I hope you read and enjoy this letter! Written with ironic humor, it gives fabulous insight into the sharp mind of one former slave.

Letters of Note: To My Old Master.

http://boingboing.net/2010/08/10/a-letter-from-a-free.html

Palestine in Threads


English: Embroidered pillowcase produced by Pa...

Palestinian Embroidery

Men and women in every culture create beautiful crafts that are valuable commodities. Regardless of politics, beauty is something we can all appreciate.

As Jon and I prepare for our move, we are sorting through our treasure trove of Batik and other cloth from Asia. It’s a cinch to find people to share them with around Cornell with its Indonesia and South East Asian connections.  We anticipate it may be more difficult to find many South East Asian experts in Colorado…but, who knows?

During our first visit to Palestine, I admired the intricate Palestinian embroidery work on tablecloths, pillow cases and especially, women’s “Thobes”.

http://www.flickr.com/photos/dalbera/5453990541/

These are the long dresses worn by many of the young women on special occasions, while most of the older women wear them on the street going to market and doing their daily tasks.

http://www.flickr.com/photos/lilies_of_the_valley/3652885370/

I learned from a friend that each town has it own distinctive design and color scheme. Many of the colors originated from plants indigenous to the area: “reds” from pomegranate, “dark blues” from the indigo plant: “yellow” from saffron flowers etc.

http://en.wikipedia.org/wiki/Palestinian_costumes

I had hoped to find one for myself from her hometown,  but they are costly, and time for proper bargaining ran out.

Eventually, I bought one for myself, in a tourist market in Nazareth.  It was highly inappropriate; immodestly short-sleeved, over sized even for me, with bright multi-colored threads on black.  It resembles a rainbow and wear it as often as possible. I guess you could say it represents is the “Tourist visit of Mary Perry”.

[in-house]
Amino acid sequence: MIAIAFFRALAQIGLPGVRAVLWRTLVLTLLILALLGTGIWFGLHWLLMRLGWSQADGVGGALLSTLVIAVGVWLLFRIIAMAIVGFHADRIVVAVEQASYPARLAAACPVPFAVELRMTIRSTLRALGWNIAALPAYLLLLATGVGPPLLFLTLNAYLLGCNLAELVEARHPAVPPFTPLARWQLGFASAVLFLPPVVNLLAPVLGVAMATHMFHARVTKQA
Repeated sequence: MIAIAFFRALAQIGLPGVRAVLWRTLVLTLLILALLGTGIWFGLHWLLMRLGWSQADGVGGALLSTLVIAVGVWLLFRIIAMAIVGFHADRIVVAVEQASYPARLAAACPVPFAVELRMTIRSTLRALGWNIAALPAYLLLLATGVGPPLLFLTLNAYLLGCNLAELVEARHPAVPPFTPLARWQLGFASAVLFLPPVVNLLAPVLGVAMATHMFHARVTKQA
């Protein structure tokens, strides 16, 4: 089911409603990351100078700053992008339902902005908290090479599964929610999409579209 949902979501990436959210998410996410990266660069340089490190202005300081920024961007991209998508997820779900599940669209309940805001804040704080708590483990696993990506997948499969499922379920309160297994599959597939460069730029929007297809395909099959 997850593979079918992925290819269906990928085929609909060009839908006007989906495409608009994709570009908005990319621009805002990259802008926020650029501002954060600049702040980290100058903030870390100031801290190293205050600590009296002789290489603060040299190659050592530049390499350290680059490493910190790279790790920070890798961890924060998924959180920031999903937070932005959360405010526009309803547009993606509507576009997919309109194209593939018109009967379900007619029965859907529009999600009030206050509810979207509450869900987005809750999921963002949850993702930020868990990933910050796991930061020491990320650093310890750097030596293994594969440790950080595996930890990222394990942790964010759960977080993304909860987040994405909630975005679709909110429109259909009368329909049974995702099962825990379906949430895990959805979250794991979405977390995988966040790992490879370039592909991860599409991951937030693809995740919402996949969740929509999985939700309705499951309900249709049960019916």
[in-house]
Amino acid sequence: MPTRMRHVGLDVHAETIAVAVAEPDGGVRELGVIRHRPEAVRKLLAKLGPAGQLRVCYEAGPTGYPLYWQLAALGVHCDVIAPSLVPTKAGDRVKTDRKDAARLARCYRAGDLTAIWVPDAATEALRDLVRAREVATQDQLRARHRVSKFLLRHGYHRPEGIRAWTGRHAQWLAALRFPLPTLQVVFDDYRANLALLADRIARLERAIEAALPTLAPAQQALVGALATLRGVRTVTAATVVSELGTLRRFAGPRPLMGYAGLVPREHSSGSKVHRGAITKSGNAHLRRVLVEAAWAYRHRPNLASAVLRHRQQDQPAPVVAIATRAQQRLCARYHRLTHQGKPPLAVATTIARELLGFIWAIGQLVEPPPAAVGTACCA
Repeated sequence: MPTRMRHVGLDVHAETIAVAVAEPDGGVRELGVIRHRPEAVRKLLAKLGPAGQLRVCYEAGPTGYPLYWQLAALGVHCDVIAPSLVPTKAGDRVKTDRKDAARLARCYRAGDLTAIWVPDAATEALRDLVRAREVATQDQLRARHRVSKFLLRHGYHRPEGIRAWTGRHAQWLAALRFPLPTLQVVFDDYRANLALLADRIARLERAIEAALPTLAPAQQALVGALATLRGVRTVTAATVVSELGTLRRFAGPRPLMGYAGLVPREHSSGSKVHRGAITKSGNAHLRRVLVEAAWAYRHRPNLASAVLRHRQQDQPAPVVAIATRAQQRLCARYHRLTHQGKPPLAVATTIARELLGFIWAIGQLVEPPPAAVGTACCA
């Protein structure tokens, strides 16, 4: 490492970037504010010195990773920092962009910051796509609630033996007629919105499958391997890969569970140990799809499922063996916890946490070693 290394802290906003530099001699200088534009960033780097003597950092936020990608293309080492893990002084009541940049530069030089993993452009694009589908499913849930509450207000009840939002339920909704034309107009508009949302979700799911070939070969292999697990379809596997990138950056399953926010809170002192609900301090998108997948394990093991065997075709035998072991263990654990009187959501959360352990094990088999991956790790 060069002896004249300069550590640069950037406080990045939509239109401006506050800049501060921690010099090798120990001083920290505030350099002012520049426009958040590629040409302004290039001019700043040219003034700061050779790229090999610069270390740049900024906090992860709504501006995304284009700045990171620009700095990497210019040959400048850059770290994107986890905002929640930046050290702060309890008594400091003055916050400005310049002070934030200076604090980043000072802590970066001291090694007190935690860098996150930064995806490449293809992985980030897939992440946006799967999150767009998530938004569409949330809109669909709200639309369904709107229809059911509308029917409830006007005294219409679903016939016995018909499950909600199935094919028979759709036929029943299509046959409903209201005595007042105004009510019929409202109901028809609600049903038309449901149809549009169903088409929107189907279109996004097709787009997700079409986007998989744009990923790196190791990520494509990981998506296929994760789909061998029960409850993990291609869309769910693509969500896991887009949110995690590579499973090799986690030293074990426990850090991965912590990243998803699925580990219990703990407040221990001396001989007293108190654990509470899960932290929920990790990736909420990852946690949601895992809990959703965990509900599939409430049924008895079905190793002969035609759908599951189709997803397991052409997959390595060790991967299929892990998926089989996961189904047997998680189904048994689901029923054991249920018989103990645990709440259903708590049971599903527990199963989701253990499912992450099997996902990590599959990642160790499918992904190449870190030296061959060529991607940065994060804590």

On my next visit, I want to buy the authentic “Thobe” representing Bethlehem, the city of Christ‘s birth. Bethlehem’s pattern reminds me of a traditional red Ukrainian stitch, against a black background.  All the women in the Choir at Bethlehem Bible College wear this costume so I hope I can find somebody who will help me shop and bargain for it.

As I searched on the internet for the exact pattern I was looking for, I found the following short film advertising a book about historic Palestinian embroidery motifs written by Margarita Skinner in association with Widad Kawar.

My interest piqued further as I discovered this ancient film clip from the ’20s of a Palestinian woman wrapping herself in a double thobe/dress.

This was before the modern world came to Palestine. I was fascinated when I thought about Mary, the mother of Jesus  and possibly even Abraham’s wife, Sarah, wrapping their own dresses in a similar fashion. It seemed entirely possible since time stood still for so many centuries before the arrival of our modern technological age.

A little more information on Palestinian stitchery follows:

http://alquds2009.org/etemplate.php?id=300

America’s Second Chance and the Arab Spring – By Kenneth M. Pollack | Foreign Policy


What do you think?

America’s Second Chance and the Arab Spring – By Kenneth M. Pollack | Foreign Policy.